Yeah, we know—we’re a little weary of hearing about millennials, too, but with a purchasing power that just won’t quit, millennials are a significant market to consider. According to the Pew Research Center, more than a million millennials are becoming mothers each year. Today, ninety percent of first-time mothers are millennials, and successful healthcare practices are realizing that this demographic should be taken seriously. And, in typical millennial fashion, this generation is rewriting the rules as they go.
Millennials are thoughtful, engaged consumers who are perhaps the most health-conscious generation to date, and they are increasingly becoming parents who make decisions and purchases that affect their entire family. Millennial women, in particular, are known to research at least ten sources before making a purchase (versus two for men). They control eighty-five percent of household purchases and have a spending power of $2.4 trillion. Because of this, staying up-to-date on trends and investing in physician reputation management should be a top priority for healthcare practices and OB-GYN facilities to help young mothers make informed healthcare decisions.
Here are the top five ways to attract this important market to your healthcare practice.
The need to build trust with millennial moms is ushering in a new era for physicians and healthcare providers. This generation of young mothers is the first to fully embrace the digital age, and their decision-making skills have been shaped by the rapid introduction of technology in the last decade of the 20th century. Young mothers today are highly sensitive to authenticity and crave genuine engagement, so it’s important for healthcare organizations to join the online conversation.
Millennial moms expect brands to be open about their philosophy and values. Being transparent with both negative and positive reviews on your physician directory pages will demonstrate your dedication to transparency and building patient trust.
Be a Part of the Online Conversation.
Brands that embrace technology are likely to be viewed positively by millennial moms, so it’s essential for healthcare practices to take part in the online discussion. Although physicians and healthcare providers should actively participate as experts in their online communities, they must be careful not to turn their interactions into a one-way lecture. Personalization is key. Moms want to feel comfortable in knowing brands will treat them, and their children as individuals. Plus, sixty-two percent of millennials are more likely to become a loyal customer when a brand engages with them.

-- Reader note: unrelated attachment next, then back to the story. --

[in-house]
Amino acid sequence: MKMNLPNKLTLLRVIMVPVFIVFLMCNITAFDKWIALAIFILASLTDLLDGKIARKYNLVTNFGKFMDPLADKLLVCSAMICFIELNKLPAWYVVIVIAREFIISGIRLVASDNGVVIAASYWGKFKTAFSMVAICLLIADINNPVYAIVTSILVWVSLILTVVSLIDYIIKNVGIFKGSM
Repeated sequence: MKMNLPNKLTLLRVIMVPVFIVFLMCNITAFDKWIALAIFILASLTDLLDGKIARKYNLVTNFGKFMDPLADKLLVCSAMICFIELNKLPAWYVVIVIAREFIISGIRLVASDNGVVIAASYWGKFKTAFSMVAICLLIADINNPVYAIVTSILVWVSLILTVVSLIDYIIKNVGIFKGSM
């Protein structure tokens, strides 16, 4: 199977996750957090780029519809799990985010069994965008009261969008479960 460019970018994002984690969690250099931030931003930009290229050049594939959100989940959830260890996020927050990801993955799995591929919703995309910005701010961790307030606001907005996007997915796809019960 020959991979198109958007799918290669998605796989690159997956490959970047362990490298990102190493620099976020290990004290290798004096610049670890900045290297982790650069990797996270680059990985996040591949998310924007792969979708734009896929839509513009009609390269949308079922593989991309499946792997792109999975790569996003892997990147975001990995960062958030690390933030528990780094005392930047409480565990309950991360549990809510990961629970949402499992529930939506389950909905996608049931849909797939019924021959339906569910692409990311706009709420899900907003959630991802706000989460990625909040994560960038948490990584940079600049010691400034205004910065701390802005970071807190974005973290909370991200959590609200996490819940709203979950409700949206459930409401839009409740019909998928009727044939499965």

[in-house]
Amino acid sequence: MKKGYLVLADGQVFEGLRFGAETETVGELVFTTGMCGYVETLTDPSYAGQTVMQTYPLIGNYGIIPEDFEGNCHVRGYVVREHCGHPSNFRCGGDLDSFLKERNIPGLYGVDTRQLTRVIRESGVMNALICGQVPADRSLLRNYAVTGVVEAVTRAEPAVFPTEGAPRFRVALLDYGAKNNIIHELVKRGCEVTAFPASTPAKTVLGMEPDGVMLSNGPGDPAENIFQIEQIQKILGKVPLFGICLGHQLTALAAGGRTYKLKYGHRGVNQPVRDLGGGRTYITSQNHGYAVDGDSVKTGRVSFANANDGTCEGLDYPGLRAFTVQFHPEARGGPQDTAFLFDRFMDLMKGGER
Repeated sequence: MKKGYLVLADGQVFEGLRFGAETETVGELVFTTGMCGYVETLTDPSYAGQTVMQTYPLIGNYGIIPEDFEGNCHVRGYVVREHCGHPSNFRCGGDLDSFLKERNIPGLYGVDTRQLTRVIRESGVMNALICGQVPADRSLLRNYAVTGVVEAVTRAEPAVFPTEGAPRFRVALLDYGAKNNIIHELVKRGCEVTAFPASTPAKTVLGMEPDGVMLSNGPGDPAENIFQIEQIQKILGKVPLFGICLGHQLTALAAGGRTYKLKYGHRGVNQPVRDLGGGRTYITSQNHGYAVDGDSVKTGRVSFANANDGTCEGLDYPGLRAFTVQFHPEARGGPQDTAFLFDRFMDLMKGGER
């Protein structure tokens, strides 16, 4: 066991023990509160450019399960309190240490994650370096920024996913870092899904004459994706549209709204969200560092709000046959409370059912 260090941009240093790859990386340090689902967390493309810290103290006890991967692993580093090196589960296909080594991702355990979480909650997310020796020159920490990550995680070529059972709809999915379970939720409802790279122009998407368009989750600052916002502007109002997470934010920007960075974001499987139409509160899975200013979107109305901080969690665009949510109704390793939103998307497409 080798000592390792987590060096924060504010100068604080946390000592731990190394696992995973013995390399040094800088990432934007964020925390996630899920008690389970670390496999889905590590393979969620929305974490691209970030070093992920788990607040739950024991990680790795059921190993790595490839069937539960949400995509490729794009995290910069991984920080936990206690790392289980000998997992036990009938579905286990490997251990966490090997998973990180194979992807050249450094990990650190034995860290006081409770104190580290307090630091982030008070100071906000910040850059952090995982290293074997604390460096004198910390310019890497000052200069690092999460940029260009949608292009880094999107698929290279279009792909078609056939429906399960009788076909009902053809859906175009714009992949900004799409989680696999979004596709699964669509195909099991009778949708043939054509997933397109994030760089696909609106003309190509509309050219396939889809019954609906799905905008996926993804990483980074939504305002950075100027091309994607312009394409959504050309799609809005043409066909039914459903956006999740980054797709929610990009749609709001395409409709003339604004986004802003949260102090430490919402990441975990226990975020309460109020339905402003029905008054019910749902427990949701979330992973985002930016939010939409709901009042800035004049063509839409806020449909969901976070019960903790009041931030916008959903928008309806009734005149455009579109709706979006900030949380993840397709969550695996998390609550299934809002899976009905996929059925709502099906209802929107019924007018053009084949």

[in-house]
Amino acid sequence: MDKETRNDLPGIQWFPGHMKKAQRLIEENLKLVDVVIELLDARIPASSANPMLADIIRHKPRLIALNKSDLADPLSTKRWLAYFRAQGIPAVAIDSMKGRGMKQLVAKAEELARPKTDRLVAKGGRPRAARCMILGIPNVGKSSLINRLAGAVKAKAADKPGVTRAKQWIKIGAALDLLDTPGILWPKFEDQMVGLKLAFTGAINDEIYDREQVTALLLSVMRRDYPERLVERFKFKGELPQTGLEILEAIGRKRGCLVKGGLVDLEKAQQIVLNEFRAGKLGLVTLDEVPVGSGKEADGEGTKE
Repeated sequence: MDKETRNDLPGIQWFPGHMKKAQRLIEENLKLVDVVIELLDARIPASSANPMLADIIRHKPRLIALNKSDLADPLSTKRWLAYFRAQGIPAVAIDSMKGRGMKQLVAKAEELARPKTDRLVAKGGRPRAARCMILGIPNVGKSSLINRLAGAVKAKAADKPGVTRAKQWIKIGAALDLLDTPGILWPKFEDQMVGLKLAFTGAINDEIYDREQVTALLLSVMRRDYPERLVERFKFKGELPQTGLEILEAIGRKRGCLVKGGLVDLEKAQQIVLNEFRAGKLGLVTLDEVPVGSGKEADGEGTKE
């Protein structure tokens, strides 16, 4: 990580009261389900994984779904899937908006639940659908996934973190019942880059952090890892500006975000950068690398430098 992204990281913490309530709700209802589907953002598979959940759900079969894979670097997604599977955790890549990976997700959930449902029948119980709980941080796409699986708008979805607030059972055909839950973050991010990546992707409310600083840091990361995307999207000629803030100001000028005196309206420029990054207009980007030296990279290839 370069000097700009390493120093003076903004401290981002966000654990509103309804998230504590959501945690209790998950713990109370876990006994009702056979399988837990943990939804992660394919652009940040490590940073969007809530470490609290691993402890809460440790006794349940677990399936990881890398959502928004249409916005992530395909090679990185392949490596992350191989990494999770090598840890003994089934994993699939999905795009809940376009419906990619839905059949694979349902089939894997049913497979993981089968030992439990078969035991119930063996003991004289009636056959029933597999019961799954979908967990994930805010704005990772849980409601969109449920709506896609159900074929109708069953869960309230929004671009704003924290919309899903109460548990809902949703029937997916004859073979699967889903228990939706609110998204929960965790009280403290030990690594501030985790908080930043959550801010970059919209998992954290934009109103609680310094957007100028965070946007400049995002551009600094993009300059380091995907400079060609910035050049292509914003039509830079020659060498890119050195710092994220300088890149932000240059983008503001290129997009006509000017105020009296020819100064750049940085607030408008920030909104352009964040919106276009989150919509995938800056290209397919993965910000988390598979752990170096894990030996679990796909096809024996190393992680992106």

Embrace Online Reviews.
Online presence, search rankings and patient approval ratings and comments, can all impact a physician’s online reputation. Tap into this new era of online consumer engagement by creating physician review and rating pages to help drive traffic to your practice.
Young mothers today share their opinions online more than any other generation of mothers before them, and strongly rely on their support networks for guidance.
These ”digital natives” are likely to be more active on social media as well as proactive in seeking out reviews before making purchasing decisions—and they’re more likely to be sharing content on these social networks, too. Interacting online is simply a part of their daily lives, so healthcare practices should take advantage of the available insights across healthcare review sites and incorporate digital patient surveys into their practice.
In an age where big data and digital experiences often trump the message, it’s time for a return to brand relationships that speak to audience’s values. Healthcare practices must consider providing valuable content, engagement and personalized communication. Commit to transparency by publishing reviews and ratings on your provider profile pages to help new or soon-to-be mothers find the care and physician that’s right for them and their families.
Don’t lump all moms into one market segment. Today’s brands need to consider the various roles of women today and focus on their areas of interest—particularly children and health. For instance, many millennial moms have difficulty identifying with images of the traditional two-parent family with dual incomes. Unlike mothers of past generations, millennial moms have an on-the-go lifestyle and have considerable spending power, as well as busy lives in their online and offline worlds. Marketers should consider developing campaigns that focus on the mother-child relationship and acknowledge the independent identity that many millennial mothers have built for themselves.
No matter what you’ve heard, this young and informed generation is now faced with making important healthcare decisions for their growing families. It’s critical for physicians and providers to understand millennial moms and what influences their healthcare choices. Millennial parents are parents whose lives are immersed in new technologies, but their basic needs and goals are no different than past generations. The conversation is simply happening in new places and at different speeds. Will you be a part of it?
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